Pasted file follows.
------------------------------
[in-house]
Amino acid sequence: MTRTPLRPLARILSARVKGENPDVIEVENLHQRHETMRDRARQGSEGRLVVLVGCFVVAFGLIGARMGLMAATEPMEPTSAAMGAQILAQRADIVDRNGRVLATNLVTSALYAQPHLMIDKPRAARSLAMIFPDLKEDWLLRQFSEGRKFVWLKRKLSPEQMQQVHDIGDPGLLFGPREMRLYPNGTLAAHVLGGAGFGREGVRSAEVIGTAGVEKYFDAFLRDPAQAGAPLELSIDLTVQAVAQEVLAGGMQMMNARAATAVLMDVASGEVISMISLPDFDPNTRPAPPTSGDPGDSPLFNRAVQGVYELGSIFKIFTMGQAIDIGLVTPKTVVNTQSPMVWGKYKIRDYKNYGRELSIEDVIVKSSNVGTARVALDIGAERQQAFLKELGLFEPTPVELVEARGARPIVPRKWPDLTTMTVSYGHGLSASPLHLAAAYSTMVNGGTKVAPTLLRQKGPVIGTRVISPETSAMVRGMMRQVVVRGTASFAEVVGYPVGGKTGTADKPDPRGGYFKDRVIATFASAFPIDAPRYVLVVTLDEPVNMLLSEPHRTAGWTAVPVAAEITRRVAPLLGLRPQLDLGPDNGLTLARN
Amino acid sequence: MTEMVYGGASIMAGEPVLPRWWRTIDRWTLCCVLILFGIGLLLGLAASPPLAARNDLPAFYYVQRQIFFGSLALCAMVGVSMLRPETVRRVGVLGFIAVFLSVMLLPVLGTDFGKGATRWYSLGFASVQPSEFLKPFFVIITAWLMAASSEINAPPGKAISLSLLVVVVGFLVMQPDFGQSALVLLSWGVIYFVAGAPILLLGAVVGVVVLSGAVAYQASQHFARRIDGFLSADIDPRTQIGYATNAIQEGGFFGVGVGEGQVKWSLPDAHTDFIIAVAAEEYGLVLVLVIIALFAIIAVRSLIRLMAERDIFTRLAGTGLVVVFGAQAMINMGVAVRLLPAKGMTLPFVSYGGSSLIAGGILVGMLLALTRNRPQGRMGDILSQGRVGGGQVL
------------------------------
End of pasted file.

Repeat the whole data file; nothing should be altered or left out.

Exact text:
[in-house]
Amino acid sequence: MTRTPLRPLARILSARVKGENPDVIEVENLHQRHETMRDRARQGSEGRLVVLVGCFVVAFGLIGARMGLMAATEPMEPTSAAMGAQILAQRADIVDRNGRVLATNLVTSALYAQPHLMIDKPRAARSLAMIFPDLKEDWLLRQFSEGRKFVWLKRKLSPEQMQQVHDIGDPGLLFGPREMRLYPNGTLAAHVLGGAGFGREGVRSAEVIGTAGVEKYFDAFLRDPAQAGAPLELSIDLTVQAVAQEVLAGGMQMMNARAATAVLMDVASGEVISMISLPDFDPNTRPAPPTSGDPGDSPLFNRAVQGVYELGSIFKIFTMGQAIDIGLVTPKTVVNTQSPMVWGKYKIRDYKNYGRELSIEDVIVKSSNVGTARVALDIGAERQQAFLKELGLFEPTPVELVEARGARPIVPRKWPDLTTMTVSYGHGLSASPLHLAAAYSTMVNGGTKVAPTLLRQKGPVIGTRVISPETSAMVRGMMRQVVVRGTASFAEVVGYPVGGKTGTADKPDPRGGYFKDRVIATFASAFPIDAPRYVLVVTLDEPVNMLLSEPHRTAGWTAVPVAAEITRRVAPLLGLRPQLDLGPDNGLTLARN
Amino acid sequence: MTEMVYGGASIMAGEPVLPRWWRTIDRWTLCCVLILFGIGLLLGLAASPPLAARNDLPAFYYVQRQIFFGSLALCAMVGVSMLRPETVRRVGVLGFIAVFLSVMLLPVLGTDFGKGATRWYSLGFASVQPSEFLKPFFVIITAWLMAASSEINAPPGKAISLSLLVVVVGFLVMQPDFGQSALVLLSWGVIYFVAGAPILLLGAVVGVVVLSGAVAYQASQHFARRIDGFLSADIDPRTQIGYATNAIQEGGFFGVGVGEGQVKWSLPDAHTDFIIAVAAEEYGLVLVLVIIALFAIIAVRSLIRLMAERDIFTRLAGTGLVVVFGAQAMINMGVAVRLLPAKGMTLPFVSYGGSSLIAGGILVGMLLALTRNRPQGRMGDILSQGRVGGGQVL